This article is part of our special report Electricity prices.
The European Commission has renewed its push to phase out regulated electricity prices, arguing they distort the market and slow down the transition to clean energy. But faced with reluctance from EU countries, the executive has now tabled a compromise based on a common EU definition of energy poverty.
As part of its clean energy package of legislation, tabled in November 2016, the European Commission agreed to phase-out regulated energy prices set below production costs and “to encourage member states to establish a roadmap for the phasing-out of all regulated prices”.
Its proposed new market design for electricity “aims at ensuring that supply prices are free of any public intervention, and only with duly justified exceptions,” such as helping the poorest households pay their energy bills.
The Commission’s reasoning is straightforward: “Price regulation can limit the development of effective competition, discourage investments and the emergence of new market players,” eventually putting pressure on electricity bills.
In addition, rapidly falling technology costs means more and more consumers are now able to reduce their energy bills by other means – with rooftop solar panels, batteries, or by doing energy efficiency renovation of their houses, it argued.
But the subject can be politically explosive. In 2013, the Bulgarian government was forced to resign following mass protests over electricity bills. Across the EU, thirteen countries still have regulated electricity prices in place, mostly justified on consumer concerns about high energy bills, or to address energy poverty.
For sure, abolishing regulated prices will be no easy task. Last time the Commission tried to eradicate them – more than a decade ago – it faced a barrage of opposition from countries led by France, which established a fixed price for all consumers across the board after World War II.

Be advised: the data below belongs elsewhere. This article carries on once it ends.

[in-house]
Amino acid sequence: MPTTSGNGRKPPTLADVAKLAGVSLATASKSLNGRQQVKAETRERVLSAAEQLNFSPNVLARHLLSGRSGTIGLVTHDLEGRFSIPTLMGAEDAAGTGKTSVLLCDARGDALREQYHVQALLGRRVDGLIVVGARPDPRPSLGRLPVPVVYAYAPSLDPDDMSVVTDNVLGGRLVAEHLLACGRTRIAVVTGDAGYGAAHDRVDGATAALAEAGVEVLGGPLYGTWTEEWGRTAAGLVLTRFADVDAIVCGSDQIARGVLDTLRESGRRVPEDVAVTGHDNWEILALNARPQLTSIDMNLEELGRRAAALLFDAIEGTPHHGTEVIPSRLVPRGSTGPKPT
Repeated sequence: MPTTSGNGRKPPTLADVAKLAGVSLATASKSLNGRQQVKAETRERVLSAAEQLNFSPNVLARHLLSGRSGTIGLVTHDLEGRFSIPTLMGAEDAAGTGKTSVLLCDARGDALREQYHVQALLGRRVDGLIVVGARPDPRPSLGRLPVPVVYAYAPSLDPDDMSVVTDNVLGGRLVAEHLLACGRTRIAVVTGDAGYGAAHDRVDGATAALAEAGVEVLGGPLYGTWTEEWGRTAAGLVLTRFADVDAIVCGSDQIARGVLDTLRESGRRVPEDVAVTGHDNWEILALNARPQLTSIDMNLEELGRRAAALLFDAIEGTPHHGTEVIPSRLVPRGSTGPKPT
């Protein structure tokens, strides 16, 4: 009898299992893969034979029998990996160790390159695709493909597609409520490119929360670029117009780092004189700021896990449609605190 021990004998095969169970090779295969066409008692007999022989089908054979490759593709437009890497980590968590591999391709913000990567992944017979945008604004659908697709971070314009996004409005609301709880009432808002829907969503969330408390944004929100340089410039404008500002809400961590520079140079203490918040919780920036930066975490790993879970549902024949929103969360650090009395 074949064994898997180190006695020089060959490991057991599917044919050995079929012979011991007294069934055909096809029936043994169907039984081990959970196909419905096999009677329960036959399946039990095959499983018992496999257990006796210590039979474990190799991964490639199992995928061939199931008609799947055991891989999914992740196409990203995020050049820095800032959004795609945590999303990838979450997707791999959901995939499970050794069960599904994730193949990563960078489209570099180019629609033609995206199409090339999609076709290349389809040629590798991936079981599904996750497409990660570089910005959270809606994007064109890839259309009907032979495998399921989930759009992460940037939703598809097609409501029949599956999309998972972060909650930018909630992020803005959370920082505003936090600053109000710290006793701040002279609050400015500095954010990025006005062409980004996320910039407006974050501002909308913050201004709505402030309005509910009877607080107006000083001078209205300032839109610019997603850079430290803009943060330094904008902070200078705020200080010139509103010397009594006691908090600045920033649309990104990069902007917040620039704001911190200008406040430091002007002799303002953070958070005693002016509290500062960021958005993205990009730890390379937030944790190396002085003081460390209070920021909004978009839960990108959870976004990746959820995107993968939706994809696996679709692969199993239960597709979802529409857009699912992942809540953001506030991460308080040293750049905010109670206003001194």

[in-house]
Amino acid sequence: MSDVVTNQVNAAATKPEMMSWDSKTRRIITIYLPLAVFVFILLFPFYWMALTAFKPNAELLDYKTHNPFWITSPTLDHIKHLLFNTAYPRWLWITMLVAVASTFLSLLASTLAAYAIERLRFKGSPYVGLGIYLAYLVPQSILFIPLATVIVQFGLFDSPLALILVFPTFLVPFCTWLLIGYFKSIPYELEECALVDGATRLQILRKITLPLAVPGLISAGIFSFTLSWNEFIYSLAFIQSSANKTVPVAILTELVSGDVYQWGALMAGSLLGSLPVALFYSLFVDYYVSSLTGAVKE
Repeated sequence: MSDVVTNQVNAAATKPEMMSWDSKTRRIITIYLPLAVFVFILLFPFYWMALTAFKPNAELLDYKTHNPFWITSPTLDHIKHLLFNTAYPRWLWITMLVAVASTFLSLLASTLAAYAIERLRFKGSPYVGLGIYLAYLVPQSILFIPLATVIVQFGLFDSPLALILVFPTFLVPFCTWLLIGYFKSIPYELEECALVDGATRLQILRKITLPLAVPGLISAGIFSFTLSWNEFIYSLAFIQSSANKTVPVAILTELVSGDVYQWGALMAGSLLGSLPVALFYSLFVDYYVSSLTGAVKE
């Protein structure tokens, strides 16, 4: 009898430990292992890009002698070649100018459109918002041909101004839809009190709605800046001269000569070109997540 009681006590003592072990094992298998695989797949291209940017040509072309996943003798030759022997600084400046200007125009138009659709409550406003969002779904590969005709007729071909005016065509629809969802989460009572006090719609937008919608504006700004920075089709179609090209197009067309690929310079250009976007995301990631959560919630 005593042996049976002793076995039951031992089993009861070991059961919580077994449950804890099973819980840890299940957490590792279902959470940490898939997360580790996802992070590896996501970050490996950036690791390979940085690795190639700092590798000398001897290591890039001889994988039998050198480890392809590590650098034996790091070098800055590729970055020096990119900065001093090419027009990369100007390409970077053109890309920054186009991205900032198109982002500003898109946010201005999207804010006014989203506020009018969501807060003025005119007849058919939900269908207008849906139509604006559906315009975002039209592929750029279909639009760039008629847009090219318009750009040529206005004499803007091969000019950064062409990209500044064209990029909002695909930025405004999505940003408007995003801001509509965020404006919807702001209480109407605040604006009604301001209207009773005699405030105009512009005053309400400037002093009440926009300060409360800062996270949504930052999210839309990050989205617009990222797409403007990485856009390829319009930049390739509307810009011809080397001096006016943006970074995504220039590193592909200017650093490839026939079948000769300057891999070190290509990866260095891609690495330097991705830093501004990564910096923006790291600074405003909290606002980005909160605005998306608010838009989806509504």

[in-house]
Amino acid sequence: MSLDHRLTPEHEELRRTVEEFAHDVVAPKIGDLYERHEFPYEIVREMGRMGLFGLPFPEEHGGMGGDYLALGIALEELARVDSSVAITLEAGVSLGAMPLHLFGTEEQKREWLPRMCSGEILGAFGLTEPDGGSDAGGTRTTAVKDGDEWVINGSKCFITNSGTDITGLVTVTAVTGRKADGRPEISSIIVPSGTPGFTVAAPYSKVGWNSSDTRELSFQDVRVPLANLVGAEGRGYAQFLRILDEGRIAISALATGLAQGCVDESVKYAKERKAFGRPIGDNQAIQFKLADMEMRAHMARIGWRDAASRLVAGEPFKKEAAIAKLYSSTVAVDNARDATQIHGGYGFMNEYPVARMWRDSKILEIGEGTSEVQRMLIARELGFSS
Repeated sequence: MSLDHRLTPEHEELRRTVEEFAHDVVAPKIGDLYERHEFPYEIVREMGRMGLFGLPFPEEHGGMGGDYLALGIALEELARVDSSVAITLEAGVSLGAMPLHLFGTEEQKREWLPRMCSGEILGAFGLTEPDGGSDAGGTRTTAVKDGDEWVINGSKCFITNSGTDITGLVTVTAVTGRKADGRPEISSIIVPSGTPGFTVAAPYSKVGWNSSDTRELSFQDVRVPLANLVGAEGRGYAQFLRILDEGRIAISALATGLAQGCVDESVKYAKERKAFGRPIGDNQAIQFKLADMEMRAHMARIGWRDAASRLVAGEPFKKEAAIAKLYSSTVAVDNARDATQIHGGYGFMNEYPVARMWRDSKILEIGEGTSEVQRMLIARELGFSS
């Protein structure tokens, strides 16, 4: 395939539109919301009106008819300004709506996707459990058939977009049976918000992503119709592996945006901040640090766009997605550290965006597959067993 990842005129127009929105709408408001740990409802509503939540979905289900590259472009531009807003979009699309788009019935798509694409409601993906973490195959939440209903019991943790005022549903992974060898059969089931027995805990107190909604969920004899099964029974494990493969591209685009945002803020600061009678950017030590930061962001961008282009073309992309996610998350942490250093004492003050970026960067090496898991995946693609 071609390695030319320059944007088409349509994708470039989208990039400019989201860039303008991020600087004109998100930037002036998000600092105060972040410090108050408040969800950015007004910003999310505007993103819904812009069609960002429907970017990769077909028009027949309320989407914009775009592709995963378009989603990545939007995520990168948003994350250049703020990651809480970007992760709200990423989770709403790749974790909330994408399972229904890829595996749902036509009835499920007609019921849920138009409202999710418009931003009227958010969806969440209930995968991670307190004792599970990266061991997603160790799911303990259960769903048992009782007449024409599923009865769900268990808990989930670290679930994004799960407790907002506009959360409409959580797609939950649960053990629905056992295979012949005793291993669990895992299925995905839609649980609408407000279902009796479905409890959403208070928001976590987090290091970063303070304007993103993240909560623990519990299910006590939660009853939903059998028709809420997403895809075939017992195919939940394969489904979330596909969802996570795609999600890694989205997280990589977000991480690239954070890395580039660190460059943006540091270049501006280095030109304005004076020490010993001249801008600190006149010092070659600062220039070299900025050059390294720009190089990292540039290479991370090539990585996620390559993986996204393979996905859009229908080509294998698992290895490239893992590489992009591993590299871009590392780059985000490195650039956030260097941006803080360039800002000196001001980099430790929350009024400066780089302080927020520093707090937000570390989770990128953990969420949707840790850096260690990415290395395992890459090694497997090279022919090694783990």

“Regulated energy prices were introduced when the electricity system started to be organised as a monopoly,” says Pellerin-Carlin, who heads the energy centre at the Jacques Delors Institute, a think-tank based in Paris.
“And when you have a monopoly, like was the case in Europe in the 50s and the 60s, you have a possibility that the monopoly abuses its power and imposes higher prices on consumers,” he told EURACTIV in an interview.
Nowadays, Pellerin-Carlin says regulated prices mostly favour incumbent players by keeping competitors out of the electricity market.
“What regulated prices do essentially is to maintain the status quo,” he argues, saying they depress investments in a sector which is going through a period of deep transformation, led by the renewable energy revolution and decentralised production of electricity.
But the paradox is that regulated prices can also be a poisoned gift for the energy companies involved. “When prices are regulated below production cost, it means that the energy company loses money. And the fact that regulated prices in France are so low is one of the reasons why EDF has a massive debt,” Pellerin-Carlin said.
“So it’s not even good for EDF in the end,” he said.
Contacted by EURACTIV, EDF’s EU office in Brussels declined to comment.
Vulnerable consumers in the spotlight
The Commission’s initial proposal was to phase-out regulated electricity prices over a 5-year period for all consumers, subject to a possible extension under specific conditions.
But EU member states flatly rejected this and deleted all forms of time-limits on price regulation in their “general approach” to the Commission’s proposal, adopted in December 2017.
The European Parliament, for its part, voted in favour of a 5-year time-limit as a general rule, and a 10-year deadline for vulnerable consumers.
Three-way talks on the proposed electricity market reform are now underway between EU institutions. In order to find a compromise, the Commission has put two options on the table: either a new 7-year deadline for regulated prices targeted at “vulnerable consumers” only or no time limitation at all for regulated prices applicable to vulnerable consumers.
“A common time limit for all member states to phase-out all price regulation would ensure predictability for businesses and speed-up the completion of the internal energy market,” the European Commission argues in a compromise paper, obtained by EURACTIV.
The Commission’s move on energy poverty is aimed at placating both defenders of regulated tariffs and those like Sweden, who are leading the group of countries campaigning to abolish them (Sweden even tabled its own paper, saying they “should be abolished as soon as possible”).
However, that would require an EU-wide definition of vulnerable consumers, based on a “common indicator” which currently does not exist, the Commission says.